Cherry bark: Prunus serotina (Ehrh.)
Why cherry bark? Is there anything sweeter than the aroma of newly blossomed cherry trees in early spring? You are probably most familiar with the fruit as fresh cherries or even as cherry juice, but cherry bark also has value in a wellness regime. Historically, cherries were also used in fermentation and production of cherry spirits.
Quality Assured: Our cherry bark is Certified Organic by Oregon Tilth and grown in the U.S.A. without the use of genetic engineering, artificial fertilizers, or pesticides. Our experts here at the Apothecary Shoppe personally evaluate every herb through taste, touch, and smell to assure that you are receiving the best botanicals suitable for use.
How to Use
Benefits: Because there is not adequate scientific substantive research as defined by the FDA, we are unable to provide any guidance on how to use cherry bark. We suggest you do your own research.
Cautions and contraindications: It is important to note that wild cherry is contraindicated for long-term use and excessive amounts, and should also not be taken during pregnancy.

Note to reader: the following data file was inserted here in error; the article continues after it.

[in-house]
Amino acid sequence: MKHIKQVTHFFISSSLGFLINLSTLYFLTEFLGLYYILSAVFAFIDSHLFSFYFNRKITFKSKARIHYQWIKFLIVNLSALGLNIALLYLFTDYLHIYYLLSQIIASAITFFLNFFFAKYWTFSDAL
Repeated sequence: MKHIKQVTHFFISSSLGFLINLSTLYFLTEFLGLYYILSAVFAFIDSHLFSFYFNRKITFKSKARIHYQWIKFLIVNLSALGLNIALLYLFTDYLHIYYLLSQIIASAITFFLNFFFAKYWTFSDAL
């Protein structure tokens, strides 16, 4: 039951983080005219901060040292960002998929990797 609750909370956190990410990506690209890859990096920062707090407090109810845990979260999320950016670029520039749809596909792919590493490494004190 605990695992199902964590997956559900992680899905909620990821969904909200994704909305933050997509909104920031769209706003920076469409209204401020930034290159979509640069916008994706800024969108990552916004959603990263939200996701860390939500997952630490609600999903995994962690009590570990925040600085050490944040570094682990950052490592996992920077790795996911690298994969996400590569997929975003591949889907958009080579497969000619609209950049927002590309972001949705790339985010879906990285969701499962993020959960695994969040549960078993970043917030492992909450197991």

CHERRY BARK TINCTURE:
Dried cherry bark Prunus serotina: 1 ounce (or 2 ounces if fresh)
Alcohol such as vodka or even apple cider vinegar: 1 pint
Mix cherry bark with alcohol or cider vinegar in a glass jar with a tight-fitting lid, such as a canning or preserving jar.
Keep the tincture in a tightly closed jar in a warm spot (but not in the sun), for approximately two weeks.
Shake the tincture two to three times every day.
After two weeks*, strain the tincture through pharmaceutical filter paper, a coffee filter, cheesecloth, or muslin. You may need to strain your tincture two or even three times to remove all of the herb solids. Leaving solids in your tincture may lead to mold and spoilage.
Store your tincture in a dark bottle or cupboard.
Half a pint of tincture should equal the potency of one ounce of the fresh herb, so approximately one teaspoon will equal the strength of one cup of infusion.
The dose is small, approximately 5 to 12 drops three times a day, although this varies with each herb. Dilute in approximately one-quarter cup of water to take.
*Note that the consensus is that the minimum time to extract herbs into a tincture is two weeks, and the maximum time is three months. Extraction time also depends on the plant material and the percentage of alcohol needed. Most above ground plant parts only need about 40% alcohol and will extract very quickly. Tougher roots and rhizomes typically need a higher percentage of alcohol and longer time to extract.